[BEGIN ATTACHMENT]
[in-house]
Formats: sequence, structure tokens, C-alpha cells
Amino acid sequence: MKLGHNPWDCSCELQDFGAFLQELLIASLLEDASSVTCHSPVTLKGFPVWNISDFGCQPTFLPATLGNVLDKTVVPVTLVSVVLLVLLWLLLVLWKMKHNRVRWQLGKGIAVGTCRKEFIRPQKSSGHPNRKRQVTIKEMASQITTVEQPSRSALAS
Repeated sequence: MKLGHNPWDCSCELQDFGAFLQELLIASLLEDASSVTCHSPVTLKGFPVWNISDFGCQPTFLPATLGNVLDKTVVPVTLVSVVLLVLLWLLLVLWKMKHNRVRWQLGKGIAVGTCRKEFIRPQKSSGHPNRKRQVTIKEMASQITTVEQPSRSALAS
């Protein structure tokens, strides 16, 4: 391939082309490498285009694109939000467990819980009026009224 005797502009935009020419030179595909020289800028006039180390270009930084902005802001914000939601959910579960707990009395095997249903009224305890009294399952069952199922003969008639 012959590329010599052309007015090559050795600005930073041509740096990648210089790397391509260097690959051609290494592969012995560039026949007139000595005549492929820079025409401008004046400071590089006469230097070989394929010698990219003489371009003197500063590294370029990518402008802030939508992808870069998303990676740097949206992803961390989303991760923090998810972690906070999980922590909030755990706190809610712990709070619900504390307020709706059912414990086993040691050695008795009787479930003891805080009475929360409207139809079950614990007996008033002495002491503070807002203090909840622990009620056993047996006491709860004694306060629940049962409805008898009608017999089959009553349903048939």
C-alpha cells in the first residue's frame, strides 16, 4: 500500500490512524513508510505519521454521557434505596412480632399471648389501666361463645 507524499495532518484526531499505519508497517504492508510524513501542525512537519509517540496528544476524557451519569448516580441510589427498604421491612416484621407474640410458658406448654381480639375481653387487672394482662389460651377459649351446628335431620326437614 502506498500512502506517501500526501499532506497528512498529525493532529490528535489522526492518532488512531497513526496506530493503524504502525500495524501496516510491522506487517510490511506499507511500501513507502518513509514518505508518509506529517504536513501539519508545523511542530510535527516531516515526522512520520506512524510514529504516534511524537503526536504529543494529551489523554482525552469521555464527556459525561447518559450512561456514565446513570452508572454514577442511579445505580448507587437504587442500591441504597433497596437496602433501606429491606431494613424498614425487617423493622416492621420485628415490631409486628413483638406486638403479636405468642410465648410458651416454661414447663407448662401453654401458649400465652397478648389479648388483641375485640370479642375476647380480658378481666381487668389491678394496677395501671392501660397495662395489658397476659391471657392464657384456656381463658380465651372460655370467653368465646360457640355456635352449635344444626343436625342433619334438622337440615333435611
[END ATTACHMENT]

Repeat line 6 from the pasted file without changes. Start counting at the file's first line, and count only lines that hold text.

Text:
C-alpha cells in the first residue's frame, strides 16, 4: 500500500490512524513508510505519521454521557434505596412480632399471648389501666361463645 507524499495532518484526531499505519508497517504492508510524513501542525512537519509517540496528544476524557451519569448516580441510589427498604421491612416484621407474640410458658406448654381480639375481653387487672394482662389460651377459649351446628335431620326437614 502506498500512502506517501500526501499532506497528512498529525493532529490528535489522526492518532488512531497513526496506530493503524504502525500495524501496516510491522506487517510490511506499507511500501513507502518513509514518505508518509506529517504536513501539519508545523511542530510535527516531516515526522512520520506512524510514529504516534511524537503526536504529543494529551489523554482525552469521555464527556459525561447518559450512561456514565446513570452508572454514577442511579445505580448507587437504587442500591441504597433497596437496602433501606429491606431494613424498614425487617423493622416492621420485628415490631409486628413483638406486638403479636405468642410465648410458651416454661414447663407448662401453654401458649400465652397478648389479648388483641375485640370479642375476647380480658378481666381487668389491678394496677395501671392501660397495662395489658397476659391471657392464657384456656381463658380465651372460655370467653368465646360457640355456635352449635344444626343436625342433619334438622337440615333435611